The latest issue of Teen Titles is just out!

Issue 71 of Teen Titles has just arrived in school and public libraries across Edinburgh and beyond, and we could not be more happy with it if we tried.

Teen Titles 71 cover

Teen Titles 71

The magazine features over 120 student reviews of the latest literature for young adults.  The cover book for this issue is The Dead I Know by Scot Gardner. The novel is about a boy whose life is a mess but who gets the fresh start he needs when he gets an apprenticeship in a funeral parlour. As Andi Christie, the reviewer from Drummond Community High School, says ‘the book focuses on death in a solemn but poetic way’.

We had a bumper crop of high quality interviews in this issue!  Students from Broughton High interviewed Non Pratt who was talking about her latest book Second Best Friend. Her novel is an incredibly accessible story that focusses on a teenage girl who is determined to win a high school election, and just how difficult it can be to navigate female friendships. The S2 class who interviewed Non were delighted, inspired and entertained by her chat.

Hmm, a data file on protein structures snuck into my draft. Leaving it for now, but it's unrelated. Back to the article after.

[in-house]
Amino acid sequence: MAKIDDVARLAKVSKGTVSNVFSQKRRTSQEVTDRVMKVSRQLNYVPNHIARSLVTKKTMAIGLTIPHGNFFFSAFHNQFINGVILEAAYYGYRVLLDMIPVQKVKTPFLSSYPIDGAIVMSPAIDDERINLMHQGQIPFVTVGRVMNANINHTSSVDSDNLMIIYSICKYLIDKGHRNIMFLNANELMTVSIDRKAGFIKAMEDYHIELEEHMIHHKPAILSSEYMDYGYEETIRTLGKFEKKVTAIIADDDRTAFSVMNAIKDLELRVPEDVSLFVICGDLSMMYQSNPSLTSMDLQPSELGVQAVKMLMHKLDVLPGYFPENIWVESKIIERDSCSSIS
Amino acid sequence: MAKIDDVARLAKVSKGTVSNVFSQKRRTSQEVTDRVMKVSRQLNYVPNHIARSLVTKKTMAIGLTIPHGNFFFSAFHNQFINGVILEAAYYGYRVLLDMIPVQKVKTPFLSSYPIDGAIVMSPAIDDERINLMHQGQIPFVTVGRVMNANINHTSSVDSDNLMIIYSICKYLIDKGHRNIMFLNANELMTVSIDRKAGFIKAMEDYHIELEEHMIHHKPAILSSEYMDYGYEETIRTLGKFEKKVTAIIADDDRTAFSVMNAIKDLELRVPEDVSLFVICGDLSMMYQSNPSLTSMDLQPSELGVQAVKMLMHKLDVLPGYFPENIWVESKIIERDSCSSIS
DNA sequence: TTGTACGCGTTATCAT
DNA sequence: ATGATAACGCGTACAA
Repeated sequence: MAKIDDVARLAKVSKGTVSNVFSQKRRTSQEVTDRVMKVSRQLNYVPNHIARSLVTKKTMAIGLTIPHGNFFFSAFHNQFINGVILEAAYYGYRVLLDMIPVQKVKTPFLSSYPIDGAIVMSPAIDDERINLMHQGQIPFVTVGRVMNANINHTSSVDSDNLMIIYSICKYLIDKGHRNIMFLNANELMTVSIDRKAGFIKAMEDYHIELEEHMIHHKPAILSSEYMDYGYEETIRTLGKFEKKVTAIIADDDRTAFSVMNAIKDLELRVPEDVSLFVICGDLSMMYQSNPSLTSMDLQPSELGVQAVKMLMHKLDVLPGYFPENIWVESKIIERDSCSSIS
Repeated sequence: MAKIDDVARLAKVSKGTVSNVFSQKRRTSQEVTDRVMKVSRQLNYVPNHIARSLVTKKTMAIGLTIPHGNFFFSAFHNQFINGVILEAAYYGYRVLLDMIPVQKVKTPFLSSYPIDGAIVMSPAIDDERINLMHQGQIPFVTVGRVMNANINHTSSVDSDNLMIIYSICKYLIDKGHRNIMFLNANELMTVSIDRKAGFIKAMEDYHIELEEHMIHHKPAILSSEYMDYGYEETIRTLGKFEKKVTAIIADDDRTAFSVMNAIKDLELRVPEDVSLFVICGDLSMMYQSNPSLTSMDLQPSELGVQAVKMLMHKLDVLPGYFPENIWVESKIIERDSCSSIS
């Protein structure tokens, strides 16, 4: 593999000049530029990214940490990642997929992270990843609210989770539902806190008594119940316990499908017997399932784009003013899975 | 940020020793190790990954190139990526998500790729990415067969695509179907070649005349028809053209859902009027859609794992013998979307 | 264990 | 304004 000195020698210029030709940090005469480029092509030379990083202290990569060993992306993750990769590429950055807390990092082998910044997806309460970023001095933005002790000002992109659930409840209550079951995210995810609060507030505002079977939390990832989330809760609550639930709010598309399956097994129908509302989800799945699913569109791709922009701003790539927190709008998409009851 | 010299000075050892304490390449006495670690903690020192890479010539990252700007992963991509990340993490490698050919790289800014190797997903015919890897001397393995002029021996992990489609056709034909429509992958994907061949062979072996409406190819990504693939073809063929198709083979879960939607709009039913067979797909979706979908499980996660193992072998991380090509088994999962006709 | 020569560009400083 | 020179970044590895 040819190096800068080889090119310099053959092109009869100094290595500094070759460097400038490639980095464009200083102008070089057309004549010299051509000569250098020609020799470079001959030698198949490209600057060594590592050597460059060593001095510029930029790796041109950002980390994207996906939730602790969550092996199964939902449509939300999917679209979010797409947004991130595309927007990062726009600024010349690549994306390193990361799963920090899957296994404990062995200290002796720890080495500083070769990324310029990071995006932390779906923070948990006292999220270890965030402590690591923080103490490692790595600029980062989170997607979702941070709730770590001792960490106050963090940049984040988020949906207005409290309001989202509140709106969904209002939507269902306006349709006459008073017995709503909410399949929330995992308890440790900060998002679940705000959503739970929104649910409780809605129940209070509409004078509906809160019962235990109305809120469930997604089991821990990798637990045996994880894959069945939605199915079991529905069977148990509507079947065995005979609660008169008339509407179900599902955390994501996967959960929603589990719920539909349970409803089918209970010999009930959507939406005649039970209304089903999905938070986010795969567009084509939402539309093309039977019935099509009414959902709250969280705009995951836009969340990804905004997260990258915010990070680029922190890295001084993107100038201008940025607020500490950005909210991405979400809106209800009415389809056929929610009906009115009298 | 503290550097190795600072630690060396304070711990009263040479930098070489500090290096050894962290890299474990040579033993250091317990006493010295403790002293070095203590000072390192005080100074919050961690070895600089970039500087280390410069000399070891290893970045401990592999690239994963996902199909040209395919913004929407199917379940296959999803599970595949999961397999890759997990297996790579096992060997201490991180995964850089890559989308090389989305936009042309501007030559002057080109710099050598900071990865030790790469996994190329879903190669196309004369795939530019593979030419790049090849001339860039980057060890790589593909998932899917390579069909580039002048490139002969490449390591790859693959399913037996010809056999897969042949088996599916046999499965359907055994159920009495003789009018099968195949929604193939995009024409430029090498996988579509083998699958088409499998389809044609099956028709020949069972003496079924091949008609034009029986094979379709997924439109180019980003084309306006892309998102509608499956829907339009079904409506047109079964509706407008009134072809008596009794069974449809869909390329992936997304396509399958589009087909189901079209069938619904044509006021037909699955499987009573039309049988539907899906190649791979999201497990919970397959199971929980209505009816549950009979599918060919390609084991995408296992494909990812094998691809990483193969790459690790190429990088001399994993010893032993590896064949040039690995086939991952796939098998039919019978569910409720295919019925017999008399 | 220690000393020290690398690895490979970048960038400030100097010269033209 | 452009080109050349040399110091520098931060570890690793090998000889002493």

Photograph of Non Pratt with pupils from Broughton Highschool

Non Pratt meets students from Broughton High School

Faye Bird was interviewed by students from Gracemount High who identify as being her keenest readers! Faye is the author of My Second Life and What I Couldn’t Tell You, a novel about Selective Mutism that the reviewers felt was ‘raw and emotional’ and Faye divulged that she loves reading dark books, and boy, does she like to do her research.

Photograph of Faye Bird with pupils

Faye Bird meets pupils from Gracemount High School